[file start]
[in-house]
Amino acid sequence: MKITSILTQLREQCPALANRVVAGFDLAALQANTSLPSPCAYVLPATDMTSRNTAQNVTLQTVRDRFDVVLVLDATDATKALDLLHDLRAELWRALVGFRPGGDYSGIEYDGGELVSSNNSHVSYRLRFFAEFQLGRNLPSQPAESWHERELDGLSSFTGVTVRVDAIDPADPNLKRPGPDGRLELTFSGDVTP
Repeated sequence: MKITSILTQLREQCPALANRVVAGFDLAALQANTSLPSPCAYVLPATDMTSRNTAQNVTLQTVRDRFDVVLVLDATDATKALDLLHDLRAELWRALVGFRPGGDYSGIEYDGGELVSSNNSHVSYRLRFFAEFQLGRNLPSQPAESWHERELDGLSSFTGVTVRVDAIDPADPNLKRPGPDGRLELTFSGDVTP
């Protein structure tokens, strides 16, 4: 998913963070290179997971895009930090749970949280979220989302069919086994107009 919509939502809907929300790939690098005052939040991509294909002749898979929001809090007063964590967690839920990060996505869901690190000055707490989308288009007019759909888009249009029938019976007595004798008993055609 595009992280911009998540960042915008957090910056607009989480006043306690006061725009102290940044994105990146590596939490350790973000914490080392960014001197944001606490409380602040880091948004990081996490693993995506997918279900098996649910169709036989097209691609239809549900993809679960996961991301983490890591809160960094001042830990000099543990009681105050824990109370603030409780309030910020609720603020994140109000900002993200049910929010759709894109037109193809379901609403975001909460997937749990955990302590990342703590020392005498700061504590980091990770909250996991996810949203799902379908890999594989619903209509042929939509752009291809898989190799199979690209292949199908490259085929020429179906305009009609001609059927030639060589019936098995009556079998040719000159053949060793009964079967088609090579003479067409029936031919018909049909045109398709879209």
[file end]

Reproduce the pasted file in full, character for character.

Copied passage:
[in-house]
Amino acid sequence: MKITSILTQLREQCPALANRVVAGFDLAALQANTSLPSPCAYVLPATDMTSRNTAQNVTLQTVRDRFDVVLVLDATDATKALDLLHDLRAELWRALVGFRPGGDYSGIEYDGGELVSSNNSHVSYRLRFFAEFQLGRNLPSQPAESWHERELDGLSSFTGVTVRVDAIDPADPNLKRPGPDGRLELTFSGDVTP
Repeated sequence: MKITSILTQLREQCPALANRVVAGFDLAALQANTSLPSPCAYVLPATDMTSRNTAQNVTLQTVRDRFDVVLVLDATDATKALDLLHDLRAELWRALVGFRPGGDYSGIEYDGGELVSSNNSHVSYRLRFFAEFQLGRNLPSQPAESWHERELDGLSSFTGVTVRVDAIDPADPNLKRPGPDGRLELTFSGDVTP
């Protein structure tokens, strides 16, 4: 998913963070290179997971895009930090749970949280979220989302069919086994107009 919509939502809907929300790939690098005052939040991509294909002749898979929001809090007063964590967690839920990060996505869901690190000055707490989308288009007019759909888009249009029938019976007595004798008993055609 595009992280911009998540960042915008957090910056607009989480006043306690006061725009102290940044994105990146590596939490350790973000914490080392960014001197944001606490409380602040880091948004990081996490693993995506997918279900098996649910169709036989097209691609239809549900993809679960996961991301983490890591809160960094001042830990000099543990009681105050824990109370603030409780309030910020609720603020994140109000900002993200049910929010759709894109037109193809379901609403975001909460997937749990955990302590990342703590020392005498700061504590980091990770909250996991996810949203799902379908890999594989619903209509042929939509752009291809898989190799199979690209292949199908490259085929020429179906305009009609001609059927030639060589019936098995009556079998040719000159053949060793009964079967088609090579003479067409029936031919018909049909045109398709879209």